After the collapse of the first coin offerings, venture capital became the main source of funding for cryptocurrency projects. A large number of crypto-native funds opened their doors, one of which is Framework Ventures, a fund primarily investing in decentralized finance and co-founded by Michael Anderson and Vance Spencer.
Cointelegraph previously reported on Anderson’s network capital philosophy, a shift in investment mindset almost necessary in an area where decentralized protocols are replacing traditional corporations and capital structures.
Framework Ventures has made several investments, most notably in Chainlink’s LINK token and Synthetix’s SNX token. But The fund is not just about passive investing, but recently announced a formal spin-off that will focus on developing new DeFi projects internally.
As DeFi experts, the founders of the framework have a great understanding of current trends and future potential. You correctly predicted that Compound’s token incentive system won’t be the last, and in fact, it could be said that they popularized the term “income farming”.
Cointelegraph sat down with Anderson again to discuss a range of topics across the DeFi space in addition to his fund’s strategies.
This interview was recorded on September 3rd and some events discussed may have evolved since then.
Cointelegraph: Your predictions about DeFis earnings wars were correct and have evolved significantly over time. What do you think of what’s happening right now?
Michael Anderson: I think it’s like what we saw with the ICO craze in 2017. There was a lot of junk, but it had real value. I mean, Maker started, Chainlink was started at the time, and there have been some projects that are pretty basic now that they started in 2017.
And so I think that in crop farming there are a lot of the same things that there will be a lot of junk, there will be a lot of pump and dump, literally price tables that look like this [esquemas de bombeo y descarga]. But I think there will be some value. And as someone who uses and invests in these protocols, it is our job to make sure we find that value.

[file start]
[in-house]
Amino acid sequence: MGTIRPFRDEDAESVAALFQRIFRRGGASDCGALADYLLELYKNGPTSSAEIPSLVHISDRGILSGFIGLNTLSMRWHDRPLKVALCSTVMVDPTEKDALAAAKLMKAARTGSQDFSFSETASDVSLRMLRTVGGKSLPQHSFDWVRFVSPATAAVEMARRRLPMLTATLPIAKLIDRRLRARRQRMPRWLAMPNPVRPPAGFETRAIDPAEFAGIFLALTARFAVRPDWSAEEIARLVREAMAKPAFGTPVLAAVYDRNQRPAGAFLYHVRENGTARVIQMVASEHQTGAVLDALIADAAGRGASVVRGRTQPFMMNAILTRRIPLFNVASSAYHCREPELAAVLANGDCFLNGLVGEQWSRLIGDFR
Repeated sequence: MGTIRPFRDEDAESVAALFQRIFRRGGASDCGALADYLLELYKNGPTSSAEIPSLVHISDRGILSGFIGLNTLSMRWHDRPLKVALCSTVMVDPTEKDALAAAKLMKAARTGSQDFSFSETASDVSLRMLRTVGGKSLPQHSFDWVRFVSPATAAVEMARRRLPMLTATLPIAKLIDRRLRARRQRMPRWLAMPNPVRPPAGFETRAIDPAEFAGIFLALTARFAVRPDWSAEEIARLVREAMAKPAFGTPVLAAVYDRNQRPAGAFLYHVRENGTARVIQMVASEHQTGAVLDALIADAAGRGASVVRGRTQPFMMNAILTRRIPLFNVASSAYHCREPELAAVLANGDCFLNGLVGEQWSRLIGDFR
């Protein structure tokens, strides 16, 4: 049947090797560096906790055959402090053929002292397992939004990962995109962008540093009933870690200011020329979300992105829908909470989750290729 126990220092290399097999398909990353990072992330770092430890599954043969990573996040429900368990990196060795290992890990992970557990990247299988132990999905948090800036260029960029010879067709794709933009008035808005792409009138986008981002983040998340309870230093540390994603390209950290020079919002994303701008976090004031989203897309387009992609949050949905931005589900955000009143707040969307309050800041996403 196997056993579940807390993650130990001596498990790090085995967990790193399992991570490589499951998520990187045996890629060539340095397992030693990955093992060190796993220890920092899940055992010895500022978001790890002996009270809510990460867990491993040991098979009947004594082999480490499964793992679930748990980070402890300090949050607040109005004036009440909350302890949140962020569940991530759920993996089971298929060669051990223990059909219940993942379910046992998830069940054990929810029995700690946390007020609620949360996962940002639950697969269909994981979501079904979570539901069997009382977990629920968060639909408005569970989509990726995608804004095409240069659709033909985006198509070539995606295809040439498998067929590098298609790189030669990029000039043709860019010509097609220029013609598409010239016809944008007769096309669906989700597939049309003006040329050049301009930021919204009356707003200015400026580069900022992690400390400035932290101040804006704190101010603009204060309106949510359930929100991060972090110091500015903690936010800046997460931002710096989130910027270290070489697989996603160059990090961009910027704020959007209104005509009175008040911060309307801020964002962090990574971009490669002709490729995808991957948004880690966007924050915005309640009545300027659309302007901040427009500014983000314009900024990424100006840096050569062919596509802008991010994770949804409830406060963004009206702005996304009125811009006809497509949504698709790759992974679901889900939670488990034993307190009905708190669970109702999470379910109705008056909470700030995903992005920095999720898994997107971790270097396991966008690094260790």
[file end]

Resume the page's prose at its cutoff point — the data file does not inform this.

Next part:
CT: The most popular high-yield agriculture currently is SUSHI. What do you think of SushiSwap’s goal of migrating Uniswap’s liquidity? You can do it?
MA: I think what SushiSwap is telling the market is that, in addition to the fees generated in the liquidity pools, Uniswap needs to implement incentives or some method of capturing value. We’ll see if SushiSwap works or not. I make popcorn, sit back and wait and watch.
However, I think this should be a signal to Uniswap that it is time to launch a token with an incentive or value-capturing model for Uniswap’s users or liquidity providers. Because if they don’t, other people will try to steal it.
CT: You announced a capital increase for a spin-off company called Framework Labs. What can we expect from this initiative? And why do you need a separate investment?
MA: Framework Labs existed before. It is our management company where we are technically minded. We have recapitalized Framework Labs with a deeper balance sheet so we can come up with new ideas to create products in-house and leverage, share, and productively use any DeFi protocols we invest in.
We have hired one of the best technical teams, definitely in the DeFi space, and we enable them to develop different products, features and services. But that requires capital, and we also want to know that if we hire them we will not run out of money.
And we would also like to be able to incubate new ideas internally, which would possibly require three to five people to be involved for six, nine or 12 months, incubating the concept internally, and then developing it further.
CT: You said before that despite Chainlink’s big rally, you still won’t sell it. Why is that?